Peso RateWeatherPhilippines Time

People’s In The Mountain Of Luzon

Various mountain region people occupy the region between the Ilocos coastal plain and the Cagayan Valley. This region is composed of Benguet, Ifugao, Mountain Province and Kalinga-Apayaw. It has a total area of 143,181. Rainfall is adequate with the dry season lasting for only three months.

Due to lack of arable land, the people of this region cultivated the slopes which today are considered one of the eight wonders of the world. The principle agricultural products of the community are rice, camote, vegetables, strawberries and coffee.

The people's culture is quite different from that of the lowland communities. About 20% are pagans, and the rest, Christians. Several linguistics-cultural groups exist as a result of difficulties in transportation and communication. Some of them are the Ibalois and the Kankanays of Benguet and southern Mountain Province, who are generally considered the most sophisticated Mountain Region people because they are most exposed to lowland life.

The Bontocs are proud, fierce and war-like. That they are of this nature is due to the fact that they had long been deprived of their chief occupation-hunting.

The Bontoc are superstitious. They believe that suffering is a result of their poor harvest of camote, their favorite crop. To have a bountiful harvest thereby alleviating suffering they perform a ritual called bagbato.


Another ritual known among the Bontoc is the ulog. T5his is a ritual for the unmarried women in a place called ulog where they receive male visitors and suitors.

The Bontoc have unwritten laws which they obey strictly. To the Bontocs, fighting and telling lies are punishable acts. They also respect ownership.

The Bontocs of Northern Luzon have various musical instruments: a Jew's harp made of bamboo or brass, a primitive Malay bamboo flute called abafii, and the gangsa, an instrument struck with a skin- covered drumstick.

The famous rice terraces show Ifugao ingenuity and engineering skill.

The Ifugao male wears loincloth, a narrow strip of coarse fibers; the female uses a wider piece of cloth wrapped around the waist down to the knees, and wears ornaments of all sorts.

The Ifugao houses are made of wood with a cogon grass roof. Whenever an Ifugao goes out of the house, he carries his spear.

The Ifugao has a high sence of dignity. He will do anything to preserve his family's honor and dignity. The Ifugao code of conduct requires that children should love, respect and obey his parents and elders. An Ifugao is forbidden to create trouble, commit murder or practice adultery. Like the Bontocs, he is punished whenever he lies or insult others.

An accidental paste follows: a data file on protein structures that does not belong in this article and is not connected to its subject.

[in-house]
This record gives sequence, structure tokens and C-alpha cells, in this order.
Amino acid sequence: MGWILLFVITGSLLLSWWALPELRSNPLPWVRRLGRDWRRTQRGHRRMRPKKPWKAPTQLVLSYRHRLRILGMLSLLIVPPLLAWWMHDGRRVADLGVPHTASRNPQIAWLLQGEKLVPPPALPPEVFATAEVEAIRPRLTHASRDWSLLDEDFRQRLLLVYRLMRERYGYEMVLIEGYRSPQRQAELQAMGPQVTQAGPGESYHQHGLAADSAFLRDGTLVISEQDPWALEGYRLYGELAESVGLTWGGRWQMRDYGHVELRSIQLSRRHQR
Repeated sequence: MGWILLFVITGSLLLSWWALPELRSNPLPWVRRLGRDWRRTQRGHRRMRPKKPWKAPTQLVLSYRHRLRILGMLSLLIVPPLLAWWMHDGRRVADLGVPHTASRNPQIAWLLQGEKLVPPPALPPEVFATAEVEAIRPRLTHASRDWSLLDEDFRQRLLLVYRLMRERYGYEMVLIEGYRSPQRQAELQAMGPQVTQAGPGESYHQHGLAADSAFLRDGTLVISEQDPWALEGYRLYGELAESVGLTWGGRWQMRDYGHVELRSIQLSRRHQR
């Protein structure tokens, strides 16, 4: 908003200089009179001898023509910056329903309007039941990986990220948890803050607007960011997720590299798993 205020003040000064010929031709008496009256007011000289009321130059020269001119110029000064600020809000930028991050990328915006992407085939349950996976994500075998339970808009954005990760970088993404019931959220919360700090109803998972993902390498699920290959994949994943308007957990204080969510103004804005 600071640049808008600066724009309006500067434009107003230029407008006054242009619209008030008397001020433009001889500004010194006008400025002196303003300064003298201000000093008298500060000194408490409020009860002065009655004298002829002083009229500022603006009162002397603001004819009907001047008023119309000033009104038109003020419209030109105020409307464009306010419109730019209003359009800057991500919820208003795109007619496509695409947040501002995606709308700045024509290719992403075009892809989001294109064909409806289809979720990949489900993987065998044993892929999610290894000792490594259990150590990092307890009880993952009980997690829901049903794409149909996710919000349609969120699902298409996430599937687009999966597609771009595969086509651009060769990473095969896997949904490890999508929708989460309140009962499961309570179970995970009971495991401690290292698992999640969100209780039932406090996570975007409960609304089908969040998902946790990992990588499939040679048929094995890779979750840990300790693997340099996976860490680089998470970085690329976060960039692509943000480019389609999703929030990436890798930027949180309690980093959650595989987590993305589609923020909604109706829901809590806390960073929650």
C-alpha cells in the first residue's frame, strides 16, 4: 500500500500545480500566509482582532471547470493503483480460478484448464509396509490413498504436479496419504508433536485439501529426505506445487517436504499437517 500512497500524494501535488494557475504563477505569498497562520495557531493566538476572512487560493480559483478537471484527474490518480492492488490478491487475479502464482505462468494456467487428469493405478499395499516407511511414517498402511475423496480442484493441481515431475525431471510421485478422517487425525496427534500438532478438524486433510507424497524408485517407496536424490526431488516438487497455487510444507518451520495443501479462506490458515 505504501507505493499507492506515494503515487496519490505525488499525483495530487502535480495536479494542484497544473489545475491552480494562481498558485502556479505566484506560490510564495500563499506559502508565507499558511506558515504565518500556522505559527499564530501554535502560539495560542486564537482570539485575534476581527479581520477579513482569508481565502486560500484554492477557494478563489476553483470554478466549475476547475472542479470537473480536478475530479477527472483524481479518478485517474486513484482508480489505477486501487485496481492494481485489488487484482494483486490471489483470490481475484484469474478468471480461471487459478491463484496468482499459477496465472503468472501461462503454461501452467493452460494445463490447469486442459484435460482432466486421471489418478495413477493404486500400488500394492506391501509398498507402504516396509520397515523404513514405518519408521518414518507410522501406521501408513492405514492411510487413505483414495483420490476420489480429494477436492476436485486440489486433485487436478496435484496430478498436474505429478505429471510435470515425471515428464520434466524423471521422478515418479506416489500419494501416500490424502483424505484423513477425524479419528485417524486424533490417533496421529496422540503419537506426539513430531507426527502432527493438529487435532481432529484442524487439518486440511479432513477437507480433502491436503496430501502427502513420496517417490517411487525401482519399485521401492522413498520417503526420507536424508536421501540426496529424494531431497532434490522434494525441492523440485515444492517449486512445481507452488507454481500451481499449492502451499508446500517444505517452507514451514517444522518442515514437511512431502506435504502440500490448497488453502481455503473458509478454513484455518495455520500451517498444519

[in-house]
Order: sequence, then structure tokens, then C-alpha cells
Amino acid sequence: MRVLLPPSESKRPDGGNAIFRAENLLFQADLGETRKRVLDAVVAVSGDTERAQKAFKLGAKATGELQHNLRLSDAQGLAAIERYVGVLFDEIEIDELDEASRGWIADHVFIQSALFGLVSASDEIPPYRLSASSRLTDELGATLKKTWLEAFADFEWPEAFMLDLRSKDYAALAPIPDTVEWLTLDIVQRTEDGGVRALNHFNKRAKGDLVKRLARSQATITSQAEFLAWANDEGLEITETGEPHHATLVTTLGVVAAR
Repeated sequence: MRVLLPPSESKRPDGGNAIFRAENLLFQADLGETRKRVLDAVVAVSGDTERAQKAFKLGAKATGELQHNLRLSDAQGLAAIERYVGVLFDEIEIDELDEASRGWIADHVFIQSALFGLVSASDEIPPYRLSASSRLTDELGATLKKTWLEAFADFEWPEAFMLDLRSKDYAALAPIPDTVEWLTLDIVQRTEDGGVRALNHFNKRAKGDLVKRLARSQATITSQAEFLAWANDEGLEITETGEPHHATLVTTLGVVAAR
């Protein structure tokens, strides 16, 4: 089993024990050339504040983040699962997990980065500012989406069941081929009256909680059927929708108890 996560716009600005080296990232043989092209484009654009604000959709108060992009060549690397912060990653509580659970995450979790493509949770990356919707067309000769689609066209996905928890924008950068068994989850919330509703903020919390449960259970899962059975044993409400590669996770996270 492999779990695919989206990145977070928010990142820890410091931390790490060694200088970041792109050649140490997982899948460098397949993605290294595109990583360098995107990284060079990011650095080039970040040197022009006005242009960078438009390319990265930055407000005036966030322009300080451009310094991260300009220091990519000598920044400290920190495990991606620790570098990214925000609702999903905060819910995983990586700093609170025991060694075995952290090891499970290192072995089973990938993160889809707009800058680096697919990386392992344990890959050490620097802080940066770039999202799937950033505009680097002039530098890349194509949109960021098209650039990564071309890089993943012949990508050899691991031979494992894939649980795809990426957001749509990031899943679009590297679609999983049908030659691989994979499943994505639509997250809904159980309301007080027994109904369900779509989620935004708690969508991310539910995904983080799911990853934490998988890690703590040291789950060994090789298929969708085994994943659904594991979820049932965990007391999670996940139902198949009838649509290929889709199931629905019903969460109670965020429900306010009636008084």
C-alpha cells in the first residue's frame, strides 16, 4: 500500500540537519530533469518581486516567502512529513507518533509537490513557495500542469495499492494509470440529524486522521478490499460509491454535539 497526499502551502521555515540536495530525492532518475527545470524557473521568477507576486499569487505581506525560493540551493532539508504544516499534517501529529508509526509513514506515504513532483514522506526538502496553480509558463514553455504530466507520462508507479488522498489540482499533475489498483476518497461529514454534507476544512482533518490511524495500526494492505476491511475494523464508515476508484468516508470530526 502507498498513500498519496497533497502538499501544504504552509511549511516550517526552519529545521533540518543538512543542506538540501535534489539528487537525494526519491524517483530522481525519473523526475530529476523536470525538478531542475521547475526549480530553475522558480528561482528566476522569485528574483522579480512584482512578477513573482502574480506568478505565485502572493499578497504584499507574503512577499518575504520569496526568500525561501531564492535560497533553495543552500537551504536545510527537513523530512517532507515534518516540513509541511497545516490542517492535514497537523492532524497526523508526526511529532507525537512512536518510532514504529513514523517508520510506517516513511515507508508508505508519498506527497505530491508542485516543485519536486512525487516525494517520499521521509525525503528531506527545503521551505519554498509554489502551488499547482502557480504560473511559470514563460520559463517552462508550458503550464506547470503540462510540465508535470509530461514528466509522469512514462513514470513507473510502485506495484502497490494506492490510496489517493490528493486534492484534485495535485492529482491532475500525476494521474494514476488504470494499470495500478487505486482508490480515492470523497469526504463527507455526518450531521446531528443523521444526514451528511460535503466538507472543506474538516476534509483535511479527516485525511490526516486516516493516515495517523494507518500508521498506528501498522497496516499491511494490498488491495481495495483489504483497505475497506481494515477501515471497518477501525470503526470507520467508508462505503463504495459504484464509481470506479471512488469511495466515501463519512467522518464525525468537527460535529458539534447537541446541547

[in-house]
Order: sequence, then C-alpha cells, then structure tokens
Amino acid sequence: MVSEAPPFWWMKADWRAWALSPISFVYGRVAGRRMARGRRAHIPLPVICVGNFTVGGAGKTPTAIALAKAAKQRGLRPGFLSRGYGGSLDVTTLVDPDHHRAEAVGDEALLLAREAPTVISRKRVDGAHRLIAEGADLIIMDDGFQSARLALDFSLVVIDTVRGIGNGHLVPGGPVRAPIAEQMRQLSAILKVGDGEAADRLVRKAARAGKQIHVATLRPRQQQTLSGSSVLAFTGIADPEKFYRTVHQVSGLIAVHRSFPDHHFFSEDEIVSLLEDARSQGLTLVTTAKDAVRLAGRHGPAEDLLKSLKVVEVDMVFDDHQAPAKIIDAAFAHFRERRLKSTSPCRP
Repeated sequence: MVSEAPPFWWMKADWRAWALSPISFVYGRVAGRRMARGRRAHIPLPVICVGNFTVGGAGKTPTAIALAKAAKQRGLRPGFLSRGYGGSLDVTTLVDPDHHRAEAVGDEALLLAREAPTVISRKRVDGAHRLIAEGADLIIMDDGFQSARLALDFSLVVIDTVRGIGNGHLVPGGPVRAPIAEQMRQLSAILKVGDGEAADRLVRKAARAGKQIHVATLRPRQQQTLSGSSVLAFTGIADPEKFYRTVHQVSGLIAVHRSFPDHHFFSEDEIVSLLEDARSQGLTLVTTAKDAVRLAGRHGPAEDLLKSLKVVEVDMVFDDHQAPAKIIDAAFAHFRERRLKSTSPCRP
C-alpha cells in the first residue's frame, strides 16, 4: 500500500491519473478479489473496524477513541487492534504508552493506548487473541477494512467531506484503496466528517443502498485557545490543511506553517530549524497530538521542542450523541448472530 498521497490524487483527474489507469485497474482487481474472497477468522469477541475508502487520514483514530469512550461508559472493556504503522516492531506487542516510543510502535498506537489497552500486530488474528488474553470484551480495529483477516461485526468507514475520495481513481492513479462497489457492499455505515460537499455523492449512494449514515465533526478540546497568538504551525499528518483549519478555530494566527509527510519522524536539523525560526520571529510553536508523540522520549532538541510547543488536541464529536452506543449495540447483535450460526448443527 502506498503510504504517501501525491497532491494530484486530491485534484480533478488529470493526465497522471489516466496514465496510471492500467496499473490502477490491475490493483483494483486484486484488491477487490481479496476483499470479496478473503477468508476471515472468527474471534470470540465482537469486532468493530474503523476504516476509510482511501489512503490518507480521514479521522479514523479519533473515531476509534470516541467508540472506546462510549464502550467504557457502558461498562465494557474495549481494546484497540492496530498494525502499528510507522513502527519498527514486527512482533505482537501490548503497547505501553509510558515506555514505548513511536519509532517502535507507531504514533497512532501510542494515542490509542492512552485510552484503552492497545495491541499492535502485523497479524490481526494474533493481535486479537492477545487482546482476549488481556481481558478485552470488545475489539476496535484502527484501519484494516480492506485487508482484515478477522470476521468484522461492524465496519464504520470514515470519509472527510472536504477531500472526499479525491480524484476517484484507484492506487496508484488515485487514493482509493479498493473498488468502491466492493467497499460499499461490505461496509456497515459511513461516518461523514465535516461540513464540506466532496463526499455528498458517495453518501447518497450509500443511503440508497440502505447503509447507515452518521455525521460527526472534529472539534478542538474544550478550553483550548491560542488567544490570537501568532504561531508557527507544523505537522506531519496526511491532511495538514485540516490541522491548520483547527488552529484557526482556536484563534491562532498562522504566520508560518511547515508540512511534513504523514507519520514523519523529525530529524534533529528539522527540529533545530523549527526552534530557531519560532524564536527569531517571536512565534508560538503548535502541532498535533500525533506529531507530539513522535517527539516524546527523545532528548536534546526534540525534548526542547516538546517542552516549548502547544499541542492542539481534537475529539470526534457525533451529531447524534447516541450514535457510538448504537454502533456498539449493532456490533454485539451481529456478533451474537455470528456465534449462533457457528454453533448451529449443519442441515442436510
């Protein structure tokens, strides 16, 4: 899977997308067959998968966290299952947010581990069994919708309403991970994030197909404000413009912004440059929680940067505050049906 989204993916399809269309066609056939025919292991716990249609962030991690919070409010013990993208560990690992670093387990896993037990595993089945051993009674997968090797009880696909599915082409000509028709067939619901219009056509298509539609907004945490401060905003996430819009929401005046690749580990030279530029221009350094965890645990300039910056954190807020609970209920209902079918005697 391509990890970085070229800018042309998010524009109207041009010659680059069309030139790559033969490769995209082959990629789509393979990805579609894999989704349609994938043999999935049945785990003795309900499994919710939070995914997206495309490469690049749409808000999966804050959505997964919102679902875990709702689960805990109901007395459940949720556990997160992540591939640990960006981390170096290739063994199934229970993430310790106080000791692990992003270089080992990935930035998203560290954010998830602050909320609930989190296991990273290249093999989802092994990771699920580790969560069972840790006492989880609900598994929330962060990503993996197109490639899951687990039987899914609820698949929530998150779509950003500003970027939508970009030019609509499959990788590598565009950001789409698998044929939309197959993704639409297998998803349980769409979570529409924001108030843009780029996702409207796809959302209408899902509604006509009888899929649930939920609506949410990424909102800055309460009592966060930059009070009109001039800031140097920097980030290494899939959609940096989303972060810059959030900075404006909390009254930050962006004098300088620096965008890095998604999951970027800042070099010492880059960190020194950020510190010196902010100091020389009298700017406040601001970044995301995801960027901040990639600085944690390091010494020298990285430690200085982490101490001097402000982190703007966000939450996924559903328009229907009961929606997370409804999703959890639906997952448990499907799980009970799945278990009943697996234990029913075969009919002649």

Like other mountain people, the Ifugaos perform may ritual, many are sacrificial rites. They offer prayers and sacrifices to the gods who take care of their fortune.

The Kalingas tattoo their bodies as a sign of bravery and courage. Even a woman's face is ornate with tattoos. Women wear the tapis; men , the bahag. Old people indulge in tabacco smoking.

To the Kalingas, prestige can be achieved through oratorical ability and head hunting. It was customary before for a Kalinga whose son or parent died to hurt for an enemy's head so that he can atone for his son's or parent's life. By talking the life of an enemy the spirit of the dead is pleased and would not bring misfortune to the living.

South of Kalinga is a province know as Kalinga- Apayao where the Apayaos live in houses made of molave or ipil. The roof is made of layers of a kind of grass, called runo. A few things can be found in the house such as a stove serving as a night lamp as well in one of the corners, a mat, a jar for jewelry, baskets and cooking utensils.

Apayao art is expressed in their metal implements. Like the Kalingas, A payaos tattoo their bodies as a status symbol. Beaded amulets are worn on their hands and feet to protect them from illness.

The Apayaos are good-nature people. They do services for others without expecting anything is return. The Apayaos therefore have great respect for one who uses his wealth to benefit others

Baguio is considered as Igorot land by foreigners. Noted for its scenic spots, a visit to the Philippines is incomplete without a Baguio tour.

The Igorots of yesteryears wore G-strings. They felt comfortable with their bare and their bellies sticking out. They lived on root crops grown in their clearings, and on the wild pigs, deers and fowls in the forest.

The elderly Igorots once went to town with their kayabang filled with the townspeople. They stayed overnight in the town and returned to their distant hills the following day after marketing for their needs.

The Igorots like the Ifugao have colorful thanksgiving feats called canao on occasions such as the birth of a child, a wedding, a good harvest, and early recovery from sickness.

Head-hunting was done to avenge the death of a kin or tribesman. This custom however, is least practiced now.


Add comment

Security code



Copyright © 2023 Living In The Philippines. All Rights Reserved.